The sexes convene only once throughout the evening, in Nicolo Fonte’s Left Unsaid, a work for three men, three women and three chairs. There is plenty of movement interest in this minimalist piece, with sculptural partnerships and arresting touches—the men upended on their backs to form armrests for the women; the women inverting and twiddling their feet in supported extensions.
As for the women, there’s one piece just for one of them. Michel Fokine’s 1905 solo for Anna Pavlova, The Dying Swan, is the odd bird in this heavily contemporary program, the only time pointe shoes make an appearance. While the work does speak to Pavlova’s legacy (she toured the world with it, winning ballet converts and influencing subsequent generations of dancers) and does require a combination of strength and fragility, it’s more of a look back than forward.
The more interesting choice here is the ensemble piece Falling Angels, noteworthy as OBT’s first work from contemporary Czech choreographer Jiří Kylián, set to an early ‘70s percussive score by Steve Reich. Described as a piece exploring “the female dancer’s drive for perfection,” it’s a strange and fascinating opportunity for the company’s women to stretch themselves technically and artistically. Beginning with a slo-mo run toward viewers, the dancers form lines and huddles, break into solos with abandon, strike off-kilter angles, frame their faces with their arms, engage in a gestural language and barrel through runs and jumps at an increasingly manic pace. Joost Biegelaar’s lighting design magnifies the strangeness, as women’s disembodied faces emerge in pools of light, then recede in the darkness.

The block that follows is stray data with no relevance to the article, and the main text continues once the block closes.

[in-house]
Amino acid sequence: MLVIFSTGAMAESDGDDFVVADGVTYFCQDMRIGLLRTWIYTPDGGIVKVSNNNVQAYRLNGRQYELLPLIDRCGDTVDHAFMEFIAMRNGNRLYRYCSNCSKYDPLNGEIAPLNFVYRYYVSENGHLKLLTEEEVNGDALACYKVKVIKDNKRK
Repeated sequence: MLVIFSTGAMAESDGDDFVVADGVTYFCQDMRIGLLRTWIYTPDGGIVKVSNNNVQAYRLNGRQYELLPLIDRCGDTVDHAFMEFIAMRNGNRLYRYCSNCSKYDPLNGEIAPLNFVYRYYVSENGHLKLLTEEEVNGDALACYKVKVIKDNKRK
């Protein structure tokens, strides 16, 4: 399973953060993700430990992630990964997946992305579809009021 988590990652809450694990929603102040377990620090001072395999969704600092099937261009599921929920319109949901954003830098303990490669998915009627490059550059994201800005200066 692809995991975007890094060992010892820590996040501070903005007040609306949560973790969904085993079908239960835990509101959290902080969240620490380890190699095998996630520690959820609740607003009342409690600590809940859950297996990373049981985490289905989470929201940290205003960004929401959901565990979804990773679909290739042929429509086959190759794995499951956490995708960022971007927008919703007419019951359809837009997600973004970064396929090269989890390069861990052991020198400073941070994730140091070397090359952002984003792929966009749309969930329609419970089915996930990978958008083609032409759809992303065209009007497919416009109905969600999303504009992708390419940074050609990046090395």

All of this is what Man/Woman has. What is doesn’t have, as with Les Grands Ballets Canadiens, is any work by female choreographers, and in an industry dominated by women, the dearth of female leadership—included in the making and directing of work—still needs addressing. As good as this program is, you can’t help but wonder what work we’re not seeing, and by whom.
To his credit, Irving recognizes that the issue exists, telling Oregon Arts Watch, “We’re not the entire conversation. We can only be a contribution to the conversation, incomplete, but hopefully insightful and maybe even revelatory in some ways.” And in fairness, the Choreography XX program that he and the company presented last summer, with work exclusively by female choreographers, was a step in the right direction. (When a program like that is no longer noteworthy, we’ll know we’re making real progress.)
Next month OBT dancers Peter Franc, Mikino Hayashi and Katherine Monogue will create new work for Closer, a program that also includes Helen Simoneau’s Departures, which debuted at Choreography XX; I’m looking forward to seeing what these dancers create, and how this very necessary discussion continues.
Man/Woman continues through April 21, Newmark Theatre, 1111 SW Broadway, 503-222-5538
Closer runs May 24–June 3, BodyVox Dance Center, 1201 NW 17th Ave., 503-222-5538